Tech Review: The Huawei Nova 3e Delivers High Tech at a Low Price

With the list of new and available smartphones increasing daily, the Huawei Nova 3e, known elsewhere as the Nova P20 lite, is admittedly a surprising entry promising high tech, for the low RRP of $399 AUD. While it seems like a lot to live up to, don’t let the price tag fool you. This is the little phone that could. Keep in mind, this is a phone squarely in the mid-to-low pricing tier for smartphones. For the purposes of this review, it will be judged against its direct competitors, because comparing it to anything higher powered would be unfair.

Lifting the Nova 3e out of the box, it feels incredibly light and looks extremely sleek. I’m partial to white phones myself, but the aluminium frame and glass backing complete with black volume and lock buttons keep the device uniform and minimal, with a nice rounded feel. However, the phone feels a little too smooth, as a couple times I felt adjusting my grip would send the phone sliding about my palm like a fish out of water, but for the most part it felt comfy and compact. This is partially thanks to the Infinity display the Nova 3e boasts, which is honestly a fancy way of describing the device’s edge-to-edge screen. Much like the iPhone X, (which I swore I wasn’t going to compare this to) this Infinity display feels like a neat way to maintain the visual aesthetic of the device while compromising slightly on size for the sake of comfort. As I currently use an iPhone 7 Plus, I can appreciate the Nova 3e for running with this.

As for the screen itself, the Nova 3e boasts a 5.8 inch IPS full HD display that shows off some impressive bursts of colour and clarity at times. However, this is an IPS display and not an OLED , found in devices of a higher price tier. This means the screen is not as bright or dark as it could be, compared to that of an OLED. However, it still manages to pack a punch, with the IPS display taking a lesser toll on the overall battery life of the phone. I also found the phone easy to view at most angles in sunlight, with a slight issue being the automatic brightness feature didn’t really adapt well to certain outdoor conditions. This had the effect of making screen unnecessarily dark or bright at times. Thankfully, this feature can be turned off for stability and consistency, and while it’s no OLED, the maximum brightness here is nothing to make fun of.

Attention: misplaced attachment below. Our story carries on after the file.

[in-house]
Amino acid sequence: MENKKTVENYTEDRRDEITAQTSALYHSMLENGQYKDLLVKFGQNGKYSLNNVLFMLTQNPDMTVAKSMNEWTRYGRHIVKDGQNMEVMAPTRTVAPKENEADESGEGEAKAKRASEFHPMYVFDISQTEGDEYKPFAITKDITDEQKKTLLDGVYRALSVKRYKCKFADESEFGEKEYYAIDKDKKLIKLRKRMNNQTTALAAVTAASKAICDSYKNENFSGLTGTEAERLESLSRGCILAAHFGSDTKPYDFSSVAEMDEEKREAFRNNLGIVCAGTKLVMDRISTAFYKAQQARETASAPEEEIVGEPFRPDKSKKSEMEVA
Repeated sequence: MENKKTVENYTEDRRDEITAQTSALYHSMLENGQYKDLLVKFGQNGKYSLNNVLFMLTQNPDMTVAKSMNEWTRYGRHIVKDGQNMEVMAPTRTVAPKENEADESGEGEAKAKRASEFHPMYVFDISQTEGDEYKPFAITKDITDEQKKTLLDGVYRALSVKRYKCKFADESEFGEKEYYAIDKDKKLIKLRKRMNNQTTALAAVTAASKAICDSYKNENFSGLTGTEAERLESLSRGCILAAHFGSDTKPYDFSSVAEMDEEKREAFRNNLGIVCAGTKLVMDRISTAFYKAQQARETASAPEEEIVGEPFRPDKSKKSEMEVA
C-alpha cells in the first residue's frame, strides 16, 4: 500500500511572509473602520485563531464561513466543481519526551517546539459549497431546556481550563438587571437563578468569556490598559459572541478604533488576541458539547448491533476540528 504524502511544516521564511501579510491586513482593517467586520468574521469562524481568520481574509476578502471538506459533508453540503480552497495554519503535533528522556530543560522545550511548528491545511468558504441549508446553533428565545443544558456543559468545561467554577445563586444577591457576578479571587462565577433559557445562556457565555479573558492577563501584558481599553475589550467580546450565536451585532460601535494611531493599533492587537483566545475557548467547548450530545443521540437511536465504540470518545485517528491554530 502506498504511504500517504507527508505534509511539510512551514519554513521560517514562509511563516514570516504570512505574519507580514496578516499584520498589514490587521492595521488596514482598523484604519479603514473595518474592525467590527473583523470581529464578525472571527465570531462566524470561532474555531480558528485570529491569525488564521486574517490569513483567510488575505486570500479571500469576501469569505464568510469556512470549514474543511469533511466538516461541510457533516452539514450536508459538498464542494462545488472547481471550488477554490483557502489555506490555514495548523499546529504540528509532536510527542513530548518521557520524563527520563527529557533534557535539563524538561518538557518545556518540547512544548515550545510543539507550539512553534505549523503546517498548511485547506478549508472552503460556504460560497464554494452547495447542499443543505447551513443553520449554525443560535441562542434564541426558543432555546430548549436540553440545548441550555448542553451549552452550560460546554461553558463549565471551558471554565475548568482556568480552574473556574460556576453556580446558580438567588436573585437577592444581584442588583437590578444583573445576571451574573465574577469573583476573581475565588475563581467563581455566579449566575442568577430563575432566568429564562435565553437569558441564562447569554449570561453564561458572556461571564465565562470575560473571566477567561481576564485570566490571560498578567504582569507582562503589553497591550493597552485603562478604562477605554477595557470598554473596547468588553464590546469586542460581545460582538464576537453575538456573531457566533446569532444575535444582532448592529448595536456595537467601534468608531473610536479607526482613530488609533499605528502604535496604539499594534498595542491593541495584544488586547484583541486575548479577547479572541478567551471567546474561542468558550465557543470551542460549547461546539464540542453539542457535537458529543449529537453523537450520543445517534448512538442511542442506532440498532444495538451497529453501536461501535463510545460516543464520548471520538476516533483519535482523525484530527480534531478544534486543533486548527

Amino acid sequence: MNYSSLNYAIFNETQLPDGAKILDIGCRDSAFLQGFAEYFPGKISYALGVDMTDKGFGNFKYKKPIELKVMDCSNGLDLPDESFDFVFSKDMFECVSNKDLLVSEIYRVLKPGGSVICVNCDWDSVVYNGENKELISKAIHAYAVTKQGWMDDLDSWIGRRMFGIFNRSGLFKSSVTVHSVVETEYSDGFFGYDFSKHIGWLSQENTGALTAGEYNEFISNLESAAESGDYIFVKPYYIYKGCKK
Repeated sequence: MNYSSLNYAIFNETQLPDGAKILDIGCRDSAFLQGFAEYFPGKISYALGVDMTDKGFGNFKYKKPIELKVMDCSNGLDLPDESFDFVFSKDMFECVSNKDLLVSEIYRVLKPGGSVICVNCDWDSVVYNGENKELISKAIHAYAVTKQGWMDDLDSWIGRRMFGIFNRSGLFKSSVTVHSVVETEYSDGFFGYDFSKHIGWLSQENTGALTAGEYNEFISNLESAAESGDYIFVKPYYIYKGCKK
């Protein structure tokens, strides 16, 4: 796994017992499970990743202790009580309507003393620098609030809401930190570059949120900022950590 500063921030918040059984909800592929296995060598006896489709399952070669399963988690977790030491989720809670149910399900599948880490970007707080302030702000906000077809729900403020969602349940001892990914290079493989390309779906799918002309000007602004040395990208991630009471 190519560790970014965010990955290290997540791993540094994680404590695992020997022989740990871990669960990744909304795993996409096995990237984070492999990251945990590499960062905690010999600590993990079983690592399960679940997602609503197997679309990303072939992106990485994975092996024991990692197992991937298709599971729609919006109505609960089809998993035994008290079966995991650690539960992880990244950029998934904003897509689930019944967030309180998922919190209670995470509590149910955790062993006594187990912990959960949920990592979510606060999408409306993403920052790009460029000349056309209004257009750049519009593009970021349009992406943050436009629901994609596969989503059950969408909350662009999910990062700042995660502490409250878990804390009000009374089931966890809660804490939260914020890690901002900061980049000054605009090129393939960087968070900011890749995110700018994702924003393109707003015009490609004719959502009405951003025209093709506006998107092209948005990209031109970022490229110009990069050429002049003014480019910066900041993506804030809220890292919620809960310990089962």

The camera follows suit in very much the same way. Featuring both front and rear 16MP cameras, the rear comes with an added 2MP secondary lens which comes in handy when tackling low light situations, and helps brings some added depth to each shot. While a solid effort, it’s honestly a bit hit or miss, with some photos lacking any sharpness, while others feel too good to be true. It seems as if the lens can’t always discern lighting levels and takes a gamble. The front facing camera is solid, but strangely highlights the background of a shot way more than it should, with photos lacking any pop or colour. It’s hard to determine if this is a result of the IPS display, as an OLED would assist greatly, but most of the time I found the front facing camera taking consistently serviceable shots. Just don’t expect to replace your DSLR just yet.